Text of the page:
Disputes involving China and other Asian countries bordering the South China Sea have been commonplace in the past several years, usually over China’s claim of sovereignty over the entire sea against the regional claims of each country’s exclusive economic zones (EEZs).

Now, Malaysia has entered the fray but instead of it teaming up with another country against China, they seem to be directing their attention toward Vietnam.

All the while, China’s 5,000-tonne Zhaolai-class 5403 vessel, described by the Washington-based think tank Asia Maritime Transparency Initiative (AMTI) as “one of the most intimidating ships in the Chinese Coast Guard arsenal,” lurks in nearby waters.

According to AMTI, there is a dangerous aquatic game of chicken (where two vessels run at each other and collide if neither of them turns away) going on between enforcement, militia and civilian vessels.

The AMTI data was obtained from the broadcast of the automatic identification system (AIS) from each vessel along with commercial satellite imagery. AMTI admits this only gives a partial picture with more vessels likely involved in the two-month standoff.

South China Sea
A Chinese coast guard vessel (left) is followed by a Vietnamese coast guard ship (right) near the area of China's oil drilling rig in disputed waters in the South China Sea, May 14, 2014. Getty Images/AFP/HOANG DINH NAM

The West Capella, a drillship operated by London-managed Seadrill and contracted to Petronas, a Malaysian state energy firm, is taking center-stage during the stand-off. Also involved are a myriad of other ships including several China Coast Guard (CCG) armed vessels and at least three Malaysian ships, one a guided-missile destroyer, Jebat, and Vietnamese fishing boats.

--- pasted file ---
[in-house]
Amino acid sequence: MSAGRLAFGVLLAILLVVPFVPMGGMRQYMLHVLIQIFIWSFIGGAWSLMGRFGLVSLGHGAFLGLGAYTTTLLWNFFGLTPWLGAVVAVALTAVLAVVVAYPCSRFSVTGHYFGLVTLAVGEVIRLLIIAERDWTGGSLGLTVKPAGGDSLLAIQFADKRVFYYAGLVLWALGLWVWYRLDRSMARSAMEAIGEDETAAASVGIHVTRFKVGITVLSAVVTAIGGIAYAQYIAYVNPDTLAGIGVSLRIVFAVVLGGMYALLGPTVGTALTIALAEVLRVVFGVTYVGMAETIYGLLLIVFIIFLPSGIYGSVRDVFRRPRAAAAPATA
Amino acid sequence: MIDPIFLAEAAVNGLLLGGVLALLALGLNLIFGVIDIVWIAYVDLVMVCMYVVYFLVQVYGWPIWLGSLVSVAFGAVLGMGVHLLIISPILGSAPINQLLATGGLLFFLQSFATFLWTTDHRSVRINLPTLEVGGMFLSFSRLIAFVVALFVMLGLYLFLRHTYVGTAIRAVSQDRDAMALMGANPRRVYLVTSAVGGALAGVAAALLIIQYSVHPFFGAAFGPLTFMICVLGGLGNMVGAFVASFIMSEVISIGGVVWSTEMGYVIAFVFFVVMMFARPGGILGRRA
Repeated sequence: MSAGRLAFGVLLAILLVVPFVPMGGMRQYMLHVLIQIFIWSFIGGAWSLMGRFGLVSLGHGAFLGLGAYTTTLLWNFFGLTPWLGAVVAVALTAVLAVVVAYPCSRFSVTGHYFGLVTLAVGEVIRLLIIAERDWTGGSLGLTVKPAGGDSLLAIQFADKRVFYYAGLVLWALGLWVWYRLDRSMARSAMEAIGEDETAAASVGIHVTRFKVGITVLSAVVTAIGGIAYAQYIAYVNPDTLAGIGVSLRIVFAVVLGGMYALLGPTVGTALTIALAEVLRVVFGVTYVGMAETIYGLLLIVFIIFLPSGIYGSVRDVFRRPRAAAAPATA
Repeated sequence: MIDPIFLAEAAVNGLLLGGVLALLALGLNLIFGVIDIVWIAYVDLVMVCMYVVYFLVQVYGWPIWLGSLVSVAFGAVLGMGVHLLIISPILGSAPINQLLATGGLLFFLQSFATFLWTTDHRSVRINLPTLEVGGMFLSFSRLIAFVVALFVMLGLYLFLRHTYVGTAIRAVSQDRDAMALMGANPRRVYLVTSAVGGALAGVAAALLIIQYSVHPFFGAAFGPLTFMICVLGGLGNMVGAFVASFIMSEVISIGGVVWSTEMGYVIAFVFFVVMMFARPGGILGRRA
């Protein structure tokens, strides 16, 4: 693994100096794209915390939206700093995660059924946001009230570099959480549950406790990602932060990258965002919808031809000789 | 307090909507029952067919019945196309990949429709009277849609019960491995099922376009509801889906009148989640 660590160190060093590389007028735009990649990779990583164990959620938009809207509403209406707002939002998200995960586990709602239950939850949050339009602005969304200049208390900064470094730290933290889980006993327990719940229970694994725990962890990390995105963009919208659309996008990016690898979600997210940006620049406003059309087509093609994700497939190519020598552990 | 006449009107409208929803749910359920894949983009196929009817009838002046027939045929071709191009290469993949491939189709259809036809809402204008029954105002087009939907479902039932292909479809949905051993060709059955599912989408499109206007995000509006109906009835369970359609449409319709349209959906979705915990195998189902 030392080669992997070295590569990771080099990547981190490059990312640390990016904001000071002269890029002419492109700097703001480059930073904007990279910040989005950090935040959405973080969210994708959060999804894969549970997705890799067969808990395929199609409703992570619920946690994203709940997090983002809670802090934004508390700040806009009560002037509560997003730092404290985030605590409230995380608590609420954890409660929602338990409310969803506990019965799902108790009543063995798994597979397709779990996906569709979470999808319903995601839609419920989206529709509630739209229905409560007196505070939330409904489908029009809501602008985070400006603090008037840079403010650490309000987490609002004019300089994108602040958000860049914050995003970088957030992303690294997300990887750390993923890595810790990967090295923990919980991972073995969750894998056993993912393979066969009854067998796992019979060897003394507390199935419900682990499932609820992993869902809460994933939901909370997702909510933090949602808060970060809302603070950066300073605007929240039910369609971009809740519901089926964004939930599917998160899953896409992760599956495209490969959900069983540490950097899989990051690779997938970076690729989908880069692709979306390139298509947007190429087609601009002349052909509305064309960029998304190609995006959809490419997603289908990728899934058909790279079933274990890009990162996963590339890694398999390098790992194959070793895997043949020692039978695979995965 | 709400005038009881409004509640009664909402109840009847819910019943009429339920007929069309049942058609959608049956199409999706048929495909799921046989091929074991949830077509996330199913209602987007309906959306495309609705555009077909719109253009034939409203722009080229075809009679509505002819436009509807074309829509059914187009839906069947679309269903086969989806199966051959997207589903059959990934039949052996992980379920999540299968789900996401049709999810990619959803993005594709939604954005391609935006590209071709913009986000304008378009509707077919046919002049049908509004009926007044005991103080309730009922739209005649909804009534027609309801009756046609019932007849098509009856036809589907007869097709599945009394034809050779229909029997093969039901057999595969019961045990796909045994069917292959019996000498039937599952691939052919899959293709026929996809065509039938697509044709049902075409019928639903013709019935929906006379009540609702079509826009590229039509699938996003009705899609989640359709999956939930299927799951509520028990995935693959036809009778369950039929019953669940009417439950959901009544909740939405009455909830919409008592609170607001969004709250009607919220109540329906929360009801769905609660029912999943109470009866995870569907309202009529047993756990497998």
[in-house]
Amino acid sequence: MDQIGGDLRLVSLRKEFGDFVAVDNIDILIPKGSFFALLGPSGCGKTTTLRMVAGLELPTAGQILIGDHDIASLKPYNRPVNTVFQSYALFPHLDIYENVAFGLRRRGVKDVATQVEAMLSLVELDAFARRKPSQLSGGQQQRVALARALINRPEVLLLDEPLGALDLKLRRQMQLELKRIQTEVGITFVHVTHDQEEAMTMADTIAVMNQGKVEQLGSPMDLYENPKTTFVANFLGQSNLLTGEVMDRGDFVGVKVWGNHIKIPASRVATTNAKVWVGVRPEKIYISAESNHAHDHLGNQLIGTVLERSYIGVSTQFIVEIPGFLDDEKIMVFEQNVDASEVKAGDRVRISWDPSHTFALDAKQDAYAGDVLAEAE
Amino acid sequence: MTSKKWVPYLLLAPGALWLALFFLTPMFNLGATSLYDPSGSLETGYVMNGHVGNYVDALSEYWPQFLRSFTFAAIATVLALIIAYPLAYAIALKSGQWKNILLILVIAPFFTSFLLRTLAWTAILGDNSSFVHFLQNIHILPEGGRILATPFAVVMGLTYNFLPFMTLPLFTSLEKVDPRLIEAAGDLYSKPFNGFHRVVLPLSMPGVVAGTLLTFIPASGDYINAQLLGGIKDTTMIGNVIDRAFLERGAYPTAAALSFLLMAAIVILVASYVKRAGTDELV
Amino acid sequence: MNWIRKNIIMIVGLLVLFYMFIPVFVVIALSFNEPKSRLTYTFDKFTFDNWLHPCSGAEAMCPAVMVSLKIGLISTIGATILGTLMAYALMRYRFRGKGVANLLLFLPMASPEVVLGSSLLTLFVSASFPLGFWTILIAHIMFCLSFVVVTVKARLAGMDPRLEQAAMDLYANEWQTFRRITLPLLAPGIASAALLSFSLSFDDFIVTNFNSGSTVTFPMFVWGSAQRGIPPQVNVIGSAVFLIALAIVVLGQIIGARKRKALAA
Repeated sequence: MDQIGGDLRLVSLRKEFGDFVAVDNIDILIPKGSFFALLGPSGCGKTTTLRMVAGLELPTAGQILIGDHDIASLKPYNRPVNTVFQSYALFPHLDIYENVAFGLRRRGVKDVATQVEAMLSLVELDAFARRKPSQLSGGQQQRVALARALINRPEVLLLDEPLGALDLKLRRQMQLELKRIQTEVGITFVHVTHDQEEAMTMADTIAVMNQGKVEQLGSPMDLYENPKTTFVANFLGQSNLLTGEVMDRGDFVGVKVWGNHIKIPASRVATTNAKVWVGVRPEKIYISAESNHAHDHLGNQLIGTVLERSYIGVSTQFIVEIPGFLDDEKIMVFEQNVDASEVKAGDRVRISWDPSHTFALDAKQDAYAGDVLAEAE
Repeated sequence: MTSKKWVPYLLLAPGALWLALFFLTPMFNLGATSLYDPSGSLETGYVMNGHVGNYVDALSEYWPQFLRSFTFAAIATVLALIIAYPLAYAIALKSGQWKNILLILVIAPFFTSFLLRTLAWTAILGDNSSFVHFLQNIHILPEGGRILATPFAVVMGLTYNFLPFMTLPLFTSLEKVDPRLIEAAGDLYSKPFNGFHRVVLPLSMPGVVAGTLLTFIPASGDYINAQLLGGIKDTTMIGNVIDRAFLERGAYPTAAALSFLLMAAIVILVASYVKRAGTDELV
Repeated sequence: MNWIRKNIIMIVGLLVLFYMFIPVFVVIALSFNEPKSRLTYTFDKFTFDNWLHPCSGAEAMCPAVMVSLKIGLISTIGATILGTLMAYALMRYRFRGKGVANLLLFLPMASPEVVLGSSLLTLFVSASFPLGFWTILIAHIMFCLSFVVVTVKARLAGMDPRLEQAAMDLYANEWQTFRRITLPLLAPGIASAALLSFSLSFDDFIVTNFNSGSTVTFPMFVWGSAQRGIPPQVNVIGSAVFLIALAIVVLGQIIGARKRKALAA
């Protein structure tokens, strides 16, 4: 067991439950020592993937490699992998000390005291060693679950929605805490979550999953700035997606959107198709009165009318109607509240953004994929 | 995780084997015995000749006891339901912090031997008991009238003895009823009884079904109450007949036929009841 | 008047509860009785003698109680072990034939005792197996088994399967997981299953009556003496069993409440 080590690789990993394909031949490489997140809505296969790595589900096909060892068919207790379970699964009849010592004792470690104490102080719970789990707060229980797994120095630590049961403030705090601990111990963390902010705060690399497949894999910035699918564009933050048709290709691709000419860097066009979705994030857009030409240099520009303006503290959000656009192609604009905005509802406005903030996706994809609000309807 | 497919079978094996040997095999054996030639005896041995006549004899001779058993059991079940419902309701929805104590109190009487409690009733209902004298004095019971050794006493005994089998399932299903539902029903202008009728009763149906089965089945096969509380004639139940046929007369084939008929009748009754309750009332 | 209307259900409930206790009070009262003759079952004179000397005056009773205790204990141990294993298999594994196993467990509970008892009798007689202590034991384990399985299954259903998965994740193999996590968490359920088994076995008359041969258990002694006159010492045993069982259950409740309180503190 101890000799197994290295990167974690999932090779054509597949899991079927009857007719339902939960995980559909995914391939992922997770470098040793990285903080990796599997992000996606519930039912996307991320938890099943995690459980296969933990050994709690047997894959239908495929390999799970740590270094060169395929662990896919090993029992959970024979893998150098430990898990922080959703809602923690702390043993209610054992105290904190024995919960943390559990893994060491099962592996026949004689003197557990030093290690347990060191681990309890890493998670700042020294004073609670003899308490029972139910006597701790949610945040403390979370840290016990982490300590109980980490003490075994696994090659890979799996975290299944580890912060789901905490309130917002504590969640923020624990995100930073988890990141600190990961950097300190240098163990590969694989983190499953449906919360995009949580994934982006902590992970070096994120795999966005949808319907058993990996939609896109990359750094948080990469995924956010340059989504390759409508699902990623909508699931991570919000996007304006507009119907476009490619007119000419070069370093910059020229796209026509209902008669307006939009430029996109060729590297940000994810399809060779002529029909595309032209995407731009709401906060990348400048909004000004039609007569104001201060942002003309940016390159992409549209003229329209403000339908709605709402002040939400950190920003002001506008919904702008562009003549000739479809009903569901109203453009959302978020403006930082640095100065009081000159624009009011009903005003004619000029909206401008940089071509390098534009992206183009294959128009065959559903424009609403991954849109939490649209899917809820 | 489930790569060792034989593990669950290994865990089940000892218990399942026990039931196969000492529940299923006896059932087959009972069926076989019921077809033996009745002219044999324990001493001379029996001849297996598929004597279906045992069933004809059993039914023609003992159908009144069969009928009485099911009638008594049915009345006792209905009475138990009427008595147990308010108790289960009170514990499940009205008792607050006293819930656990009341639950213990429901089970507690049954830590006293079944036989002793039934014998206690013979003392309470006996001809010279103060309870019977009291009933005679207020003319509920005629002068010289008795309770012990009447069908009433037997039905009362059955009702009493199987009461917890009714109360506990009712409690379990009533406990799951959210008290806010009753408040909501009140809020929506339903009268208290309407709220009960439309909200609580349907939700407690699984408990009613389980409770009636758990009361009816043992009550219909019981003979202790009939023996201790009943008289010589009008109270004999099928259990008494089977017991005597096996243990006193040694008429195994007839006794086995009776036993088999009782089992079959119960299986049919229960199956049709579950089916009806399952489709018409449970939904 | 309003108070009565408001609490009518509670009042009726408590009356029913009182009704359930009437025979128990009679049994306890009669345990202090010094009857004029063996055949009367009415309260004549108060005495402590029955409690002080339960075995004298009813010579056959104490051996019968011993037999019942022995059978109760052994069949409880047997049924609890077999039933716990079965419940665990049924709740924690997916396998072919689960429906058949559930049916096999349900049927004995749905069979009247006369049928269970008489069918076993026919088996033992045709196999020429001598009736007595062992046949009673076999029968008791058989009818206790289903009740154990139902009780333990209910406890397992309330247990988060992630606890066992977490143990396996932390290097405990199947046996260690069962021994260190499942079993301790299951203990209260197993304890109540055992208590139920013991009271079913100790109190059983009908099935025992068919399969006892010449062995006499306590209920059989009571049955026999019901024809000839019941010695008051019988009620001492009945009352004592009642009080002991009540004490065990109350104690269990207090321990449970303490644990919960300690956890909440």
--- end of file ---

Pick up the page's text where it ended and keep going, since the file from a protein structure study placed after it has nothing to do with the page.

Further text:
It began in October 2019 when the West Capella began operating in an oil and gas block off the coast of Malaysia’s Sabah State.

That got the attention of two CCG ships, one the Zhaolai-class 5403 vessel, that circled closely around the West Capella. This was presumably an unscheduled side trip taking time off from escorting a Chinese fishing fleet into Indonesian waters, which later provoked a very public standoff with Indonesia.

Since then the AMTI has picked up many ship movements that seem to be reactions and counterreactions around oil and gas blocks and Malaysian-Vietnamese “joint defined areas.”

None of the three countries have publicly commented except for Malaysia’s Foreign Minister Saifuddin Abdullah, who said this week that Kuala Lumpur was seeking an agreement with Vietnam to stop the “encroachment” of deep-sea fisherman from their country into Malaysia’s territorial waters off its east coast.

The AMTI said, “New energy development by Southeast Asian states anywhere within the nine-dash line will be met by persistent, high-risk intimidation from Chinese law enforcement and paramilitary vessels” and called it “the new normal in the South China Sea." Any dispute between Malaysia and Vietnam seems limited to fishing areas.